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JAMA 100 Years Ago
December 10, 2008


JAMA. 2008;300(22):2680. doi:10.1001/jama.2008.710

It is often assumed that practical advances, once secured, will be easily maintained, and, indeed, that the law of progress is practically automatic and irreversible in its workings. That this is not true may be readily appreciated from two half-forgotten chapters in medical history recently recalled to the mind of the medical profession of to-day.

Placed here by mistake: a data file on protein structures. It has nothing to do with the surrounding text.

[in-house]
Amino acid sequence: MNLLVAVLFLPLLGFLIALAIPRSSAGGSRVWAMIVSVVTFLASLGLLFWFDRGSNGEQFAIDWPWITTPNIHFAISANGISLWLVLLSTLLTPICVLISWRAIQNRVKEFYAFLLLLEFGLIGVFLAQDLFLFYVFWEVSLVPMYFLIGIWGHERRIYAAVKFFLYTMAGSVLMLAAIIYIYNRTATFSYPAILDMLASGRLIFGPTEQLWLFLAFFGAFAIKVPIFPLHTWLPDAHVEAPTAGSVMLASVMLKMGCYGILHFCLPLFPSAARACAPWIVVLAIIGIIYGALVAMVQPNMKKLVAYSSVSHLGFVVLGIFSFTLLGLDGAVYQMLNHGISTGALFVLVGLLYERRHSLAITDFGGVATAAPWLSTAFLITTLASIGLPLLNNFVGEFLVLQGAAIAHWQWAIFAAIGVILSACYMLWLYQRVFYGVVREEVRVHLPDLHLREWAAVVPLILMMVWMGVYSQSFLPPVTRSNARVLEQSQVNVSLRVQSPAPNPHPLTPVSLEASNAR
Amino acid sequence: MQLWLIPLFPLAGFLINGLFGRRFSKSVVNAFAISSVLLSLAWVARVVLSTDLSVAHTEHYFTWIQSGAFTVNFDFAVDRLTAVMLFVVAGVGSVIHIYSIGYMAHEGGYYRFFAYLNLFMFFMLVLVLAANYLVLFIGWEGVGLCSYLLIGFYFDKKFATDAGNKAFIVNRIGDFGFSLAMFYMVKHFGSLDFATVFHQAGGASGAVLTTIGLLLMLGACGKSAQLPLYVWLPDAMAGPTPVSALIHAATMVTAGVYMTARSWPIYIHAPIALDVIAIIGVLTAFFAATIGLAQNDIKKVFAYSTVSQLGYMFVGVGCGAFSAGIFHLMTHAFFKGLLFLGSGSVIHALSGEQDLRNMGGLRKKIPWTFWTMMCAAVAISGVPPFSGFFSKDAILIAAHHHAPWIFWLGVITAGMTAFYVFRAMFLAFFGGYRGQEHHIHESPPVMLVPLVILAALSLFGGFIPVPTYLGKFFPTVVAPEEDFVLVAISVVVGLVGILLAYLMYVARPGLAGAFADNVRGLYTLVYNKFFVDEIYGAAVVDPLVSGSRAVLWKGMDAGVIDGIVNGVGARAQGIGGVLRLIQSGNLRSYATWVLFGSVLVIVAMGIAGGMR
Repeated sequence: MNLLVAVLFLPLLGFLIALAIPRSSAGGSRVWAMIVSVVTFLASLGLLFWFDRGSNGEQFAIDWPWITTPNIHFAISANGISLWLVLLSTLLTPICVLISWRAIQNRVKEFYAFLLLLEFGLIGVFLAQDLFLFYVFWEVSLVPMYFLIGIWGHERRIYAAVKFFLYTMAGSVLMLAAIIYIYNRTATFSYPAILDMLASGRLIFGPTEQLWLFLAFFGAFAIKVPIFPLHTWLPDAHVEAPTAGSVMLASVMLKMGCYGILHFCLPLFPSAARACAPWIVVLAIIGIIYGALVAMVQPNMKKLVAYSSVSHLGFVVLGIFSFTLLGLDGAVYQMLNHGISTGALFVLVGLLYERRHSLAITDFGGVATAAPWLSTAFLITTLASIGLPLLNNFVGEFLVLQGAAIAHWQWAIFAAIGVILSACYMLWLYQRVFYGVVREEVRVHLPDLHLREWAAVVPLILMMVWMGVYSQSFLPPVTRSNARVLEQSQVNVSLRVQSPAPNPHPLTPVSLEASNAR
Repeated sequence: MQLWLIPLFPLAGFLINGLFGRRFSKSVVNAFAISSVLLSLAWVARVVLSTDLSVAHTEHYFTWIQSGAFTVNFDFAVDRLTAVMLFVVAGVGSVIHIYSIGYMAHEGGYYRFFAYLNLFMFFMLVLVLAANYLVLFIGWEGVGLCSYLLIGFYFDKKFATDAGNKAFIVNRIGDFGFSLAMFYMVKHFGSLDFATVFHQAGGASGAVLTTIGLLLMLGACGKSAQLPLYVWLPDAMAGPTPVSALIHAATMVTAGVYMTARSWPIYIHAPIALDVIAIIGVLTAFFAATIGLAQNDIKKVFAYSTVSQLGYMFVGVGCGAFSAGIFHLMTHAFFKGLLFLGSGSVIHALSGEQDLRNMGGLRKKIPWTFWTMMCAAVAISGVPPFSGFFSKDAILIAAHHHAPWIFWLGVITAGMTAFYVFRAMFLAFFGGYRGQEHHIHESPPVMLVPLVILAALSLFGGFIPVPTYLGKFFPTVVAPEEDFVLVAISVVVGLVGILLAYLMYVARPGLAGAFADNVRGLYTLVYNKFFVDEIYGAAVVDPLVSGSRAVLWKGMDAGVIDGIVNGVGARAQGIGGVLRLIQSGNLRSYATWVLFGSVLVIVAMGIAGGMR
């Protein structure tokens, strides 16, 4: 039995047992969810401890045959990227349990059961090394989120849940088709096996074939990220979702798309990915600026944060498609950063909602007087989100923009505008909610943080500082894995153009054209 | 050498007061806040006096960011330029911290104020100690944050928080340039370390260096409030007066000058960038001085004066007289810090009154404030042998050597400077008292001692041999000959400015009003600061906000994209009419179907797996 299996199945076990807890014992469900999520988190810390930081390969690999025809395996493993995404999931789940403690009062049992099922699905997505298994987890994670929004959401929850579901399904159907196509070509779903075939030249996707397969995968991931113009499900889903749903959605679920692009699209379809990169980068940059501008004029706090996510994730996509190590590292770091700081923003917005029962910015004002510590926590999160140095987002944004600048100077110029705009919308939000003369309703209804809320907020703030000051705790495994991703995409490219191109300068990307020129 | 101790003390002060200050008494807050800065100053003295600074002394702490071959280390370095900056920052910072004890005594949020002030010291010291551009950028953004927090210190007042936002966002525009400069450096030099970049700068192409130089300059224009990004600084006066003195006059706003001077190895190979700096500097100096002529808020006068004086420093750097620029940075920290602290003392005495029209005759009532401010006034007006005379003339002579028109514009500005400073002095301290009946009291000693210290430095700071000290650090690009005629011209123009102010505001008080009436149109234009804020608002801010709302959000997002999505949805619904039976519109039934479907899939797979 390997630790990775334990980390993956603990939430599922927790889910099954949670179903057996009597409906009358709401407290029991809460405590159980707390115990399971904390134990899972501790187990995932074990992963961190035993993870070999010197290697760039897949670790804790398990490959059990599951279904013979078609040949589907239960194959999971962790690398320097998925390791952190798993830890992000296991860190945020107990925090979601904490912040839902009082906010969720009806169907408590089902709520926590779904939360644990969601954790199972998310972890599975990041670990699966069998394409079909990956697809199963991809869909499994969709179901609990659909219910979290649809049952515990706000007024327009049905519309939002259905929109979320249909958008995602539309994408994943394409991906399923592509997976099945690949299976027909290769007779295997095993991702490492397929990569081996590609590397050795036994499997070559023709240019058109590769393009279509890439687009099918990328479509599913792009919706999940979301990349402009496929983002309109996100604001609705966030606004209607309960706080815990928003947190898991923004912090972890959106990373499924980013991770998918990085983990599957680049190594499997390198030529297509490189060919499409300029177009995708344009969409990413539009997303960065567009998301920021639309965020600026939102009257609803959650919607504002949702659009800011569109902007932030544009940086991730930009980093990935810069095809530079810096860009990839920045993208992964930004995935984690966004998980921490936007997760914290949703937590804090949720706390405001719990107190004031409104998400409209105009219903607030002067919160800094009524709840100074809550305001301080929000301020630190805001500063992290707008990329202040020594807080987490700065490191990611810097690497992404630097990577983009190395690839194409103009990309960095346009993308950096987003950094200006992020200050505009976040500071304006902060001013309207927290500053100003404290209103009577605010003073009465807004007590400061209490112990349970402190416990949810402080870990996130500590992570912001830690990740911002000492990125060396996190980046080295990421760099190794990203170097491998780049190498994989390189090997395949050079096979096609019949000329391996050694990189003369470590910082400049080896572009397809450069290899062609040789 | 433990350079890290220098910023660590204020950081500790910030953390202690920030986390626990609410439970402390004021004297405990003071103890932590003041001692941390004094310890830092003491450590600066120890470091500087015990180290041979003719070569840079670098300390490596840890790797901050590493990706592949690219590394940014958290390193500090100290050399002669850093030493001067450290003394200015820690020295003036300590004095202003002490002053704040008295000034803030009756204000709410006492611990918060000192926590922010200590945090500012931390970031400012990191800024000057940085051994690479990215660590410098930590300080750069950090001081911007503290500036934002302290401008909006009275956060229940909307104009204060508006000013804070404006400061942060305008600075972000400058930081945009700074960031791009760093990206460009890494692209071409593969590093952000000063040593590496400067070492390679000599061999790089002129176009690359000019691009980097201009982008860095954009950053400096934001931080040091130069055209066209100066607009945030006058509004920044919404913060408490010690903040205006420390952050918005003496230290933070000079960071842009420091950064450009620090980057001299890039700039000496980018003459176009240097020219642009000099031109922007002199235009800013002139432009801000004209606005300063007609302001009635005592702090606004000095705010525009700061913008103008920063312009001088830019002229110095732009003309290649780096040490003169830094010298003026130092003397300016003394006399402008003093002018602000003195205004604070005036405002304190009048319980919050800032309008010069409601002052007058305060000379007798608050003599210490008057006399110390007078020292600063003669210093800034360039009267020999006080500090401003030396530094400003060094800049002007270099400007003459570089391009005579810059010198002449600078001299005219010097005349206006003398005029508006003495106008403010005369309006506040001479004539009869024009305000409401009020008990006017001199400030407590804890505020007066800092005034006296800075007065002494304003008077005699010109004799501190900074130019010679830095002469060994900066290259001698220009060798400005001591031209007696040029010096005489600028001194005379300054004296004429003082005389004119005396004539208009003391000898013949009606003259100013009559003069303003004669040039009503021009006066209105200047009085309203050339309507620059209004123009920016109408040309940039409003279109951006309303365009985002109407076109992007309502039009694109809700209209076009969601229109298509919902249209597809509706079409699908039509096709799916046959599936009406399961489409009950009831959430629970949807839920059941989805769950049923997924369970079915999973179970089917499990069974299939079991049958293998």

The law of Frederick II of Germany, for the regulation of the practice of medicine1—which is, so far as known, the earliest modern law on that subject—proves that before the middle of the thirteenth century many recently secured or perhaps still unattained improvements in the regulation of medical practice had been anticipated on the statute-books of the Two Sicilies. Four years of medical study, three years of preliminary education, a year with a physician before regular practice might begin—all this was required for the honor and dignity of the medical profession nearly seven centuries ago. At the same time many abuses in the relations of physicians and druggists were regulated, and the purity of drugs was secured by enactment.